Some of the issues involving helping elderly loved ones can be difficult and full of tough decisions. The elderly often face unique medical and lifestyle issues that call upon them and those that love them to find solutions that they can live with. It can be common for the elderly to struggle with limitations related to independence and to accept the changes in the way life is lived.
Driving is just such an issue. For most adults, the ability to drive a car is an integral part of our sense of empowerment and freedom. We seldom think of what it would be like if we couldn’t just jump in the car and go. The feeling of complete freedom to go where you want and when you want is such a deep part of how we all function. It can seem inconceivable to any of us to lose that mobility and freedom.
For the elderly, there can be a time when they will need to give up driving. The causes are many, but the most common reason that calls for senior citizens to stop driving is failing eyesight. While much can be done to preserve eyesight, if their ability to see becomes a hazard behind the wheel, then it may be time to let go of the precious freedom of driving.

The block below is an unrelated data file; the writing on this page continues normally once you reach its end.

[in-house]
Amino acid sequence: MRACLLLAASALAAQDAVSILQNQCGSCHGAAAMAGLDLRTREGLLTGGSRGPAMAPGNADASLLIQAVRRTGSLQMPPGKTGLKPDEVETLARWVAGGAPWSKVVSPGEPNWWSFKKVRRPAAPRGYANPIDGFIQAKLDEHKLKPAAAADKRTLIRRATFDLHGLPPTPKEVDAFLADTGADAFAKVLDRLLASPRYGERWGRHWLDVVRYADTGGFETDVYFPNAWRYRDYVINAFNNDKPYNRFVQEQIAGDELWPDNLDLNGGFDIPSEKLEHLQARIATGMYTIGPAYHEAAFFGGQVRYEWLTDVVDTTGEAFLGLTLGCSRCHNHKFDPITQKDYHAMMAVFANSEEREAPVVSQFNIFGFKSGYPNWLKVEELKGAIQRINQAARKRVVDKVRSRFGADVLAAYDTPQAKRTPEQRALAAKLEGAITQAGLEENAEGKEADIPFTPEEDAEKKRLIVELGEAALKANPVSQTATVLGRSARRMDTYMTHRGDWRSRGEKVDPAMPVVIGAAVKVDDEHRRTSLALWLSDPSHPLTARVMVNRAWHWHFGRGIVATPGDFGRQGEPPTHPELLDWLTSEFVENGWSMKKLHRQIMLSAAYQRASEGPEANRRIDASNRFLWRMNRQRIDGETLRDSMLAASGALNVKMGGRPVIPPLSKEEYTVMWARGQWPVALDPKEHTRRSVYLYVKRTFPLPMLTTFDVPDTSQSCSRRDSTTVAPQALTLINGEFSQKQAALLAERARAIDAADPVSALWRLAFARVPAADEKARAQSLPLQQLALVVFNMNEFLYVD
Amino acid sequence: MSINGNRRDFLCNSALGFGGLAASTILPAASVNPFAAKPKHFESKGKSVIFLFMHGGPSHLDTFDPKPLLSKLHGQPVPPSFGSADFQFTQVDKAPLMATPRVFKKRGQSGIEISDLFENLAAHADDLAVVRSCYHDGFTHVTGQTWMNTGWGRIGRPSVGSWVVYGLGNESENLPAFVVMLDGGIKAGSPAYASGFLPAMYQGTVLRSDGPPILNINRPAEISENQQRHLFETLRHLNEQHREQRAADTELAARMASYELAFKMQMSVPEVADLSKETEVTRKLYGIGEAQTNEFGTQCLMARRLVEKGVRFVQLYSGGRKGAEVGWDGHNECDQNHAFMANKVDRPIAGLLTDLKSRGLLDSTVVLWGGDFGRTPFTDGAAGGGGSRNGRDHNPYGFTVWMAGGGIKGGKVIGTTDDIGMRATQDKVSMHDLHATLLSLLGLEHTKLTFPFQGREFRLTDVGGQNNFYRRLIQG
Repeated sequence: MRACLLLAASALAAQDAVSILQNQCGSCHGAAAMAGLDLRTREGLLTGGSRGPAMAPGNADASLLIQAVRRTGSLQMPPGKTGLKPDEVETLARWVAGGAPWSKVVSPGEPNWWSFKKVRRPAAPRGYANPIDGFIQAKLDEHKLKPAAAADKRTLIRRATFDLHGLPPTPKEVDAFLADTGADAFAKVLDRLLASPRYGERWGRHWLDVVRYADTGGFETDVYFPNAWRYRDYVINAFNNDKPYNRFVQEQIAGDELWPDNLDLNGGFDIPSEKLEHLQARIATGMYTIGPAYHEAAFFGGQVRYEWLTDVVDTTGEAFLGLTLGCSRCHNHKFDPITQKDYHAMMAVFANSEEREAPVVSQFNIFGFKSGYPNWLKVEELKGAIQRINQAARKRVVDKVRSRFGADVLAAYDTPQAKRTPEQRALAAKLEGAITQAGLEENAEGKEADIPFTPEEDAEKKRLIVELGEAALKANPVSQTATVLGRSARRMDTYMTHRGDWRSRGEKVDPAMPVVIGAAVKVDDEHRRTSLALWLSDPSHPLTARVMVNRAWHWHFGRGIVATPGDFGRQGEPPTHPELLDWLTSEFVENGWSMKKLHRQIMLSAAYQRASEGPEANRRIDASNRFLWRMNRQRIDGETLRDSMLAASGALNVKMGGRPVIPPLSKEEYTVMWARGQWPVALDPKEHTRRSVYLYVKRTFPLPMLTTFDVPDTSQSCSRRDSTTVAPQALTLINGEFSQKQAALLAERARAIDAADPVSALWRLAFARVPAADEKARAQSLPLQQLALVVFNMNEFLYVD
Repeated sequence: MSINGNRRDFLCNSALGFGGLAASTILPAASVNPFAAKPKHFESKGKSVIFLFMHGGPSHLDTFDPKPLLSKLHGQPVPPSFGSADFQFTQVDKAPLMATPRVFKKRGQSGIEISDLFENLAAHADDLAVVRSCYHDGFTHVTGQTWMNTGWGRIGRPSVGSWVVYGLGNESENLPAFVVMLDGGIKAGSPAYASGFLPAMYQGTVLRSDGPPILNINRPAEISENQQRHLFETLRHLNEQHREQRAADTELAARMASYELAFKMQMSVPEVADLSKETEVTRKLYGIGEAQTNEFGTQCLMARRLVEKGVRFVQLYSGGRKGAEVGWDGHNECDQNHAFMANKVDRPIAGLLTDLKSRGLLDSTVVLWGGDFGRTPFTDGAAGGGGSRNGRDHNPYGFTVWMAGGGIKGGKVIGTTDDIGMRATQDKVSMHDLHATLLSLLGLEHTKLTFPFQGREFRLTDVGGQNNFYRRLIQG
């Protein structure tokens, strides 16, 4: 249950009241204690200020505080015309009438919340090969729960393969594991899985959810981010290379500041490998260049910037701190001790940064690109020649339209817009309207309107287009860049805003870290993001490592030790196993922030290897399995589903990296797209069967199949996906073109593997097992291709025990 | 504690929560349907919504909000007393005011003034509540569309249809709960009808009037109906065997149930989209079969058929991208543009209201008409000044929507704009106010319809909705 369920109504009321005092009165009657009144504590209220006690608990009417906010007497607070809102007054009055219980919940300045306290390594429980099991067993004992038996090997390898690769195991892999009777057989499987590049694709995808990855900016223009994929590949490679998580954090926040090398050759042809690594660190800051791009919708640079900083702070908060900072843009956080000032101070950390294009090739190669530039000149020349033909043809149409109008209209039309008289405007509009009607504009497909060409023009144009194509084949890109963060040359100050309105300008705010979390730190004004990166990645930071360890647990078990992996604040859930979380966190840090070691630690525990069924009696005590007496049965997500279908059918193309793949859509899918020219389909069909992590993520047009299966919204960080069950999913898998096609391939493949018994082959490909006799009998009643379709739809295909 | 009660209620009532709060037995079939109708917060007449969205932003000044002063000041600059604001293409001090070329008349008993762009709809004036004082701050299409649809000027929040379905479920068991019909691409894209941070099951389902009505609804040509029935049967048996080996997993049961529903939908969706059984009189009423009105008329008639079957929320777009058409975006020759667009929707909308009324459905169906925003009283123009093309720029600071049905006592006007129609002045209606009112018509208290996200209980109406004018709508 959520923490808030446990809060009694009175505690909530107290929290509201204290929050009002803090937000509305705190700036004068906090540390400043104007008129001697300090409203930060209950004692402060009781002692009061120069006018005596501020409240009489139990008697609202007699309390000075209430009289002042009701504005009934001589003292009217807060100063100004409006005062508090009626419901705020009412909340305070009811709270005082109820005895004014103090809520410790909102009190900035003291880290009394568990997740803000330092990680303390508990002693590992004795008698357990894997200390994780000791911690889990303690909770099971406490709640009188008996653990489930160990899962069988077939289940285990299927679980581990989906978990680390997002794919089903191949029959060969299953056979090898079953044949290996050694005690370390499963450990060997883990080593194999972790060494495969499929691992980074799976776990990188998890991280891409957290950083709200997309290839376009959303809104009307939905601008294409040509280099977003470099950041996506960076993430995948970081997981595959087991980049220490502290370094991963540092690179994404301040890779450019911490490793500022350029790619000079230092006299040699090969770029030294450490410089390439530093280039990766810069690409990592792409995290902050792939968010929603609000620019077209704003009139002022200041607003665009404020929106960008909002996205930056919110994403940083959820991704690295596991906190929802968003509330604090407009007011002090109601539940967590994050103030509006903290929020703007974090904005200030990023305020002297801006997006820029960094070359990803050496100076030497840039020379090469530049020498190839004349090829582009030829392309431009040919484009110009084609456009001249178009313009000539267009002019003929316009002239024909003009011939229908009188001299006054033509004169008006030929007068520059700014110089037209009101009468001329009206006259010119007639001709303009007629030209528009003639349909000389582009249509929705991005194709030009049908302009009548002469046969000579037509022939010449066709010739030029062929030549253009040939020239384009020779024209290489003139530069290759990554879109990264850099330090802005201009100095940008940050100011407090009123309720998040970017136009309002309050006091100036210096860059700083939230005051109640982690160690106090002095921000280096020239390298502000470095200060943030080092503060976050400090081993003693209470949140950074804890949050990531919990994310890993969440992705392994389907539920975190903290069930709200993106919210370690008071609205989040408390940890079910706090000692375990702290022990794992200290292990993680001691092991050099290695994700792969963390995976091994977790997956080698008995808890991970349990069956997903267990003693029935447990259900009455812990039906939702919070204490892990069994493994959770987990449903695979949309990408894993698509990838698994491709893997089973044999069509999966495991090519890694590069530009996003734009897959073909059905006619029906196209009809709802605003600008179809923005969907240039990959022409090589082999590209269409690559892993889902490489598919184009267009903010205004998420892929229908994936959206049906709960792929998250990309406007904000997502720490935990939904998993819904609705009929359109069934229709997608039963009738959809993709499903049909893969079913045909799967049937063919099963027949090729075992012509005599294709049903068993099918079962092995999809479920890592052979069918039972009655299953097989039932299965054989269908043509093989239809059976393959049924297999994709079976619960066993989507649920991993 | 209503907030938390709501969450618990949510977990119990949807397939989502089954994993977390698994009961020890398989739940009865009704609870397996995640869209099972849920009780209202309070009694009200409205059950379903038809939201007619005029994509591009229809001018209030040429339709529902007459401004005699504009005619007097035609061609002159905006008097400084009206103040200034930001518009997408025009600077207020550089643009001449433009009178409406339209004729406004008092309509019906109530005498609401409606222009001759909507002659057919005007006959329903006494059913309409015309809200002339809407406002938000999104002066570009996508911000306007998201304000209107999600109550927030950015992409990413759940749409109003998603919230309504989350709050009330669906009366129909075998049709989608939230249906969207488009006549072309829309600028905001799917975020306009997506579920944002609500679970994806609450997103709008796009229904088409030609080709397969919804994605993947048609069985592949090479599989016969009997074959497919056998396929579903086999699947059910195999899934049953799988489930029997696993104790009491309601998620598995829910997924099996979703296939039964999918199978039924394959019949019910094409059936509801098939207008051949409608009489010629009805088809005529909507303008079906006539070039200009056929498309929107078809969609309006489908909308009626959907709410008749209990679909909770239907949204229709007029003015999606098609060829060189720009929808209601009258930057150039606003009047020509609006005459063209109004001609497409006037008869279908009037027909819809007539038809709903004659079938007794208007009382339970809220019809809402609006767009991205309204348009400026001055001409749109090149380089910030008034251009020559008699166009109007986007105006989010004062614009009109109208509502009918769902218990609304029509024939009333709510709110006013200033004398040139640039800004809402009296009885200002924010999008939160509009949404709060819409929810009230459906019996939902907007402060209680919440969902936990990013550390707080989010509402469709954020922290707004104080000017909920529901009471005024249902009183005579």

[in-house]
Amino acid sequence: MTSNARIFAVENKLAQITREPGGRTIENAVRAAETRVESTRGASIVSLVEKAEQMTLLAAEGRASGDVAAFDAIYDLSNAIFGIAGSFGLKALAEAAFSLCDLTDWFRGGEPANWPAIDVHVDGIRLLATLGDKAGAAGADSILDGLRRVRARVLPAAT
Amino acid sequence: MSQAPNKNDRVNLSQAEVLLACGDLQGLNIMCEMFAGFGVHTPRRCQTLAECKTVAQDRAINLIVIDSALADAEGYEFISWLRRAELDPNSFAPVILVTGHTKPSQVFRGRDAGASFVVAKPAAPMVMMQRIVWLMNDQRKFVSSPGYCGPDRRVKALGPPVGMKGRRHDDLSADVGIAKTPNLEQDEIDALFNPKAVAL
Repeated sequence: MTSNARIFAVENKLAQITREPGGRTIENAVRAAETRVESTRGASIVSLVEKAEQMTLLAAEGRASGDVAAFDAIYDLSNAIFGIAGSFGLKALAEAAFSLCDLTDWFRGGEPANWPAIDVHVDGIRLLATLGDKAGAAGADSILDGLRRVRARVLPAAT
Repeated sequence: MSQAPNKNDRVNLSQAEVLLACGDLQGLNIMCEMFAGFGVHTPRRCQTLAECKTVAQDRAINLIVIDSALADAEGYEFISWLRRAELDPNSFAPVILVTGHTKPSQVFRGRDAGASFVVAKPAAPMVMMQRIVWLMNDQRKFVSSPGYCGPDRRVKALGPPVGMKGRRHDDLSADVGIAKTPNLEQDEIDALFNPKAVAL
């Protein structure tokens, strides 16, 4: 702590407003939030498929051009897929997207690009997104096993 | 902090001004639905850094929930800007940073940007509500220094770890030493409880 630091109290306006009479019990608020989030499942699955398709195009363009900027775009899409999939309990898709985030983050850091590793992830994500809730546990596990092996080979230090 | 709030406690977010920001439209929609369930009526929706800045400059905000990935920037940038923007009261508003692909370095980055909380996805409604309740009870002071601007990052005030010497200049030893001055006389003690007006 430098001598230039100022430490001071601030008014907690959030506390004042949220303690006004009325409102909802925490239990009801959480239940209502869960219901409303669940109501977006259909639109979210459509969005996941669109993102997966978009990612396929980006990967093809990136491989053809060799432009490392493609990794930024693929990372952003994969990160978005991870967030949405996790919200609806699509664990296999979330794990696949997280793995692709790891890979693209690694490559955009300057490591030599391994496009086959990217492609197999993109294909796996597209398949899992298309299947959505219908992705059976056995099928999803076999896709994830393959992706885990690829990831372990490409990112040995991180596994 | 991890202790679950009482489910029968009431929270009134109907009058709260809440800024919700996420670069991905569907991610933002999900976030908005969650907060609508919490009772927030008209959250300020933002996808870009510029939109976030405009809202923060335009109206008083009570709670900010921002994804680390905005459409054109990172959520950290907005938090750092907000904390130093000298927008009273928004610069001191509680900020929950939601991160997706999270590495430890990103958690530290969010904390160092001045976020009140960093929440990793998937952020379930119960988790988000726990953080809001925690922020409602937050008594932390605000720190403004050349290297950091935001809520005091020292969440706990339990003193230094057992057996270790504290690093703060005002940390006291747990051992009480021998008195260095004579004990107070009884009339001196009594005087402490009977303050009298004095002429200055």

How do we help our elderly loved one accept and then cooperate with a plan to reduce or eliminate their driving?
You might be surprised to hear that when it comes time for you, as the child or caregiver of an elderly loved one, to talk to them about giving up driving, they may have already begun to think about it. Many elderly are very aware of their physical changes and limitations. So, while they may initially resist giving up driving, they may know in their hearts that this time would come. They may be actually waiting for someone else to tell them that it is time, and deep down they may fear for their own safety and a lack of independence should they be seriously injured in a car accident. Finally, many elderly can shy away from driving for fear of getting lost or causing harm to others. Having a conversation might be tough, yet it might provide relief for all involved.
The next step can be the game changer. It’s called “the AND” conversation.
It goes like this; when you present the problem, don’t end there. Rather, add the words “AND” and a possible solution. In this case, the conversation might look like this:
“You won’t be driving the car anymore, AND we have made arrangements for a solution so you can still get out and go places.”
This can reassure the elderly loved that accommodations are in place to help them get out and about so that an important element of independence can be preserved.
There are many services such as Access, Uber, City Ride that can provide transportation at reduced cost. Hiring a driver may also be a good solution, especially if the elderly loved one needs accompaniment to appointments, etc.
If you found this article helpful, more articles are available on www.laelderly.org.